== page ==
First, grab the rectangle’s current transform matrix so we can use that as a baseline.

        Matrix rectsMatrix = ((MatrixTransform)rectToManipulate.RenderTransform).Matrix;

Re-establishing the base line each time is important, as the values that the ManipulationDelta sends are not absolute. Each time the handler is called, the values are relative to the previous event firing. For example, if a user gestures a total rotation of 30 degrees, the events would look something like this:

# of Events e.DeltaManipulation.Rotation Total Rotation
1 5 5
2 5 10
3 5 15
4 5 20
5 5 25
6 5 30

Next, we establish an origin to use for the following manipulations. This specifies the point around which the rectangle will rotate and scale. Here, we’re setting it up at the middle of the rectangle.

        Point rectManipOrigin = rectsMatrix.Transform(new Point(rectToManipulate.ActualWidth / 2, rectToManipulate.ActualHeight / 2));

Finally, we apply the transformations to the baseline matrix and set this matrix to the sending rectangle’s RenderTransform as frozen.

        rectsMatrix.RotateAt(manipDelta.Rotation, rectManipOrigin.X, rectManipOrigin.Y);
        rectsMatrix.ScaleAt(manipDelta.Scale.X, manipDelta.Scale.Y, rectManipOrigin.X, rectManipOrigin.Y);
        rectsMatrix.Translate(manipDelta.Translation.X, manipDelta.Translation.Y);
 
        rectToManipulate.RenderTransform = (MatrixTransform)(new MatrixTransform(rectsMatrix).GetAsFrozen());
        e.Handled = true;
    }
}

See? Easy. Now, maybe you should get to that housework you’ve been putting off.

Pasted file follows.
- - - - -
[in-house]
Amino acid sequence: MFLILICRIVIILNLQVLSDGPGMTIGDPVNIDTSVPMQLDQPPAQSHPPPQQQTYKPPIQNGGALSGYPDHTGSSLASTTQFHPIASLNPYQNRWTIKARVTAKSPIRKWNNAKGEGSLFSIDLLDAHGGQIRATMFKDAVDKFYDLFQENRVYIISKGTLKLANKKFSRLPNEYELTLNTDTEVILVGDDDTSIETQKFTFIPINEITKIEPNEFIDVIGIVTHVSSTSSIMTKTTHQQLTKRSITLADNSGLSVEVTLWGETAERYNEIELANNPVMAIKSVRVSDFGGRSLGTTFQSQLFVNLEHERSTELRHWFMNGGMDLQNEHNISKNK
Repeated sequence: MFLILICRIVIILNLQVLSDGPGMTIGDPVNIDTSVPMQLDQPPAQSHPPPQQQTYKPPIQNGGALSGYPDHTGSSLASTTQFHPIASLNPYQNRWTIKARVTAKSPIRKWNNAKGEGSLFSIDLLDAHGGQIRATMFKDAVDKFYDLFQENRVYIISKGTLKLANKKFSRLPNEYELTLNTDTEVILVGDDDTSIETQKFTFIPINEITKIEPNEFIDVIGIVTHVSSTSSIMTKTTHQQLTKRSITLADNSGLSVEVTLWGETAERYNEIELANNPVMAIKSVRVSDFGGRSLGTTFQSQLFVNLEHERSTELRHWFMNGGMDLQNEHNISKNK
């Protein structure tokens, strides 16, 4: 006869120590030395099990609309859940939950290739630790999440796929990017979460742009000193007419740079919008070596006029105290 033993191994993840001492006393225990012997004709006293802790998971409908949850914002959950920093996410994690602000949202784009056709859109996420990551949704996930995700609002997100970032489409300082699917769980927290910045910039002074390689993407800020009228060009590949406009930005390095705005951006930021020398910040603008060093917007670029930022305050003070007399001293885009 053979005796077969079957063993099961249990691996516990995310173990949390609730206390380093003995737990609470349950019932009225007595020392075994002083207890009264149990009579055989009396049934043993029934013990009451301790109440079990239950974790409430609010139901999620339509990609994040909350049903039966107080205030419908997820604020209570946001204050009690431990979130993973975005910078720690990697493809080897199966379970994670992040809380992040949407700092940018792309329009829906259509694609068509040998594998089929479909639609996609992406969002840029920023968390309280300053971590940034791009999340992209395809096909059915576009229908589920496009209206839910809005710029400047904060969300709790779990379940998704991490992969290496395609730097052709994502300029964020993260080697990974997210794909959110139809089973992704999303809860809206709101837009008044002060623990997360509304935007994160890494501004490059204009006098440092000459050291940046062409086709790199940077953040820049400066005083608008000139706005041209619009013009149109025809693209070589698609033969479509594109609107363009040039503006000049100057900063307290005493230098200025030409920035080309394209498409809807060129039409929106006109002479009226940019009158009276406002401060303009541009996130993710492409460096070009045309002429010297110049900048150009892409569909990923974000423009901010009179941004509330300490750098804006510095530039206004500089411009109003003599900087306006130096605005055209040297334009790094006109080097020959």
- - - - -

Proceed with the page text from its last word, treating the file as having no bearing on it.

9 thoughts on “Windows 7 and WPF 4.0 Multitouch: Manipulation

  1. Pingback: WPF 4.0 Multitouch: Touch Points | Between the Lines

  2. Just dropping a note to say many thanks for the multitouch posts and keep ‘em coming. I’ll be playing with the multitouch features of .Net 4 in the coming weeks so this blog is about to become my new best friend and I can’t wait to put your examples into action.

    So many thanks, your work is appreciated.

  3. Pingback: Windows 7 and WPF 4.0 Multitouch: Inertia | Between the Lines

  4. great work, I am trying to implement something similar but should work like the windows picture viewer, performing the basic zoom, pan and rotate on single static image. Do you have any suggestions?? please help.

  5. Sure, just set IsManipulationEnabled to true for your Image object. Don’t forget to handle the ManipulationStarting and ManipulationDelta events.

  6. thanks Andrew. It works good, I was trying to ZOOM, Pan and Rotate an image in WPF same way as it can be done in windows picture viewer. Your code moves the image from its location I was trying to make the image stay at its place and zoom through pinch and rotate by 90 degrees for one rotate gesture and pan it after it zooms. Basically I was trying to design something which works like the picture viewer. I have been trying to get this done but unable to make it do you have any suggestions? please help.

  7. You can choose which manipulations to perform in the ManipulationDelta handler. For example, to only zoom (which is equivalent to scaling), use only the scaling method for the matrix:

    rectsMatrix.ScaleAt(manipDelta.Scale.X, manipDelta.Scale.Y, rectManipOrigin.X, rectManipOrigin.Y);

  8. Does anyone know how to constrain the item being manipulated to its parent? I’m trying to zoom/pan an image, but I don’t want the use to be able to drag it all over the window.